The Light in the Forest
On the third day of camp, the white soldiers become excited and work very quickly. True Son discovers that this is happening because they are leaving for Pennsylvania the next day. The news makes him very depressed, and he feels as if his life is coming to an end. He cannot imagine going to live with enemy people whom he sees as undignified.
As he thinks of a way to escape, True Son remembers a story about Cuyloga's friend, Make Daylight. Make Daylight's wife left him for another man and took their children with her. Instead of facing disgrace, Make Daylight committed suicide by eating the root of a May apple. True Son believes that if he kills himself he will be seen as brave and victorious over the inferior whites since they will be unable to take him away from the precious Indian land. True Son even envisions his Indian family mourning his death. However, Del prevents True Son from finding a May apple root that day, and the boy eventually decides to find one during the march to Pennsylvania.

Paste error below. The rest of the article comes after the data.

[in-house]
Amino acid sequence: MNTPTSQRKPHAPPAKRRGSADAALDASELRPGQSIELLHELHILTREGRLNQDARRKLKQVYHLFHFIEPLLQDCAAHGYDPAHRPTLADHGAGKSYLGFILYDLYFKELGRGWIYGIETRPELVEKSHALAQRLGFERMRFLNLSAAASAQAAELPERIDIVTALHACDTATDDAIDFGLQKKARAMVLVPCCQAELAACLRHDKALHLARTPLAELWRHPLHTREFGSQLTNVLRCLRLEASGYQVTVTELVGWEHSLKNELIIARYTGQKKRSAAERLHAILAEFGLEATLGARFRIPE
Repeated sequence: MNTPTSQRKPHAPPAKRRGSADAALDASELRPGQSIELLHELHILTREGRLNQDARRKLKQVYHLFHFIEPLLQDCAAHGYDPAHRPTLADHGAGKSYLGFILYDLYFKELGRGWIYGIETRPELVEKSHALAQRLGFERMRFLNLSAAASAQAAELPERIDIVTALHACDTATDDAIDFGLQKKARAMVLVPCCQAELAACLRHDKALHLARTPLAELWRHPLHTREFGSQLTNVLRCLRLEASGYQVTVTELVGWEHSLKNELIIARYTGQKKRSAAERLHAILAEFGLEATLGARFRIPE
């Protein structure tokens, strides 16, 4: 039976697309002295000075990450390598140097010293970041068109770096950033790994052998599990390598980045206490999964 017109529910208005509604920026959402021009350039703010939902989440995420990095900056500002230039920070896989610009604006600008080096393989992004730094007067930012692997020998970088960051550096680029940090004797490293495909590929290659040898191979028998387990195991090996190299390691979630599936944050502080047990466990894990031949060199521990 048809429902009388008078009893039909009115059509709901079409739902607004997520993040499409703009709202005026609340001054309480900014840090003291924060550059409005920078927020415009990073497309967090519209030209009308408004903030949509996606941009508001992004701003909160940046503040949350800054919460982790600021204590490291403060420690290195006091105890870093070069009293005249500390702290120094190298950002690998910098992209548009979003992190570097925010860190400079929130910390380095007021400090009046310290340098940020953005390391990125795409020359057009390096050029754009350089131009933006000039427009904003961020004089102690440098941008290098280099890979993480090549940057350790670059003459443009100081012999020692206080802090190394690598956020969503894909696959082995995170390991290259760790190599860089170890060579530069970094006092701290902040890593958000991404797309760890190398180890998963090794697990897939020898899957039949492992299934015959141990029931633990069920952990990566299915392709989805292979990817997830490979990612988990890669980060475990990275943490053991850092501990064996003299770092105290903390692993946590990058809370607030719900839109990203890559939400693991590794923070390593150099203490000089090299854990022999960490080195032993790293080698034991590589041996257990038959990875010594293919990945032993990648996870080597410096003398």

The next morning, the white troops lead the captives down part of the path through which True Son and Cuyloga had come. For a moment True Son is happy because he feels as if he is going home. When the trail finally splits, True Son wants to cry out; he imagines himself running home free as a bird, but he is unable to escape from the white soldiers.
As they walk along, True Son hears a familiar voice call out through the woods. He is surprised and overjoyed to see his cousin, Half Arrow, standing partially hidden in the trees. Half Arrow does not understand why True Son is bound since he is supposed to be among his white brothers. He tells True Son that their friend, Little Crane, is marching with his white wife who is another of the prisoners being returned. Half Arrow decides to walk in the woods near True Son as well, even though it may be dangerous.